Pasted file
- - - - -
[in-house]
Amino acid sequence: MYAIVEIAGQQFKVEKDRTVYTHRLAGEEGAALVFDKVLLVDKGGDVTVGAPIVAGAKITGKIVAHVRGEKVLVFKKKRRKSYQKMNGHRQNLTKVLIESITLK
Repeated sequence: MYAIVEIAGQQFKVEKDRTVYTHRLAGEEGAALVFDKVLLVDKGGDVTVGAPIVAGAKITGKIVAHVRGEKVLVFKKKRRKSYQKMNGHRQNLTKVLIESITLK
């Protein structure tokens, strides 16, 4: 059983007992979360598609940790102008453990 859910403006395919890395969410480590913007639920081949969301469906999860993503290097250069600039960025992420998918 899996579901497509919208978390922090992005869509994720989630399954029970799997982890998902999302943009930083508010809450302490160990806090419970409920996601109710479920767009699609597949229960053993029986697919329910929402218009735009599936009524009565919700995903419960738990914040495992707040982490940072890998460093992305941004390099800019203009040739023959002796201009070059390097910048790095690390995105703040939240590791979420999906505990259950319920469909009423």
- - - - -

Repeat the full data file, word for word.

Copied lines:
[in-house]
Amino acid sequence: MYAIVEIAGQQFKVEKDRTVYTHRLAGEEGAALVFDKVLLVDKGGDVTVGAPIVAGAKITGKIVAHVRGEKVLVFKKKRRKSYQKMNGHRQNLTKVLIESITLK
Repeated sequence: MYAIVEIAGQQFKVEKDRTVYTHRLAGEEGAALVFDKVLLVDKGGDVTVGAPIVAGAKITGKIVAHVRGEKVLVFKKKRRKSYQKMNGHRQNLTKVLIESITLK
């Protein structure tokens, strides 16, 4: 059983007992979360598609940790102008453990 859910403006395919890395969410480590913007639920081949969301469906999860993503290097250069600039960025992420998918 899996579901497509919208978390922090992005869509994720989630399954029970799997982890998902999302943009930083508010809450302490160990806090419970409920996601109710479920767009699609597949229960053993029986697919329910929402218009735009599936009524009565919700995903419960738990914040495992707040982490940072890998460093992305941004390099800019203009040739023959002796201009070059390097910048790095690390995105703040939240590791979420999906505990259950319920469909009423």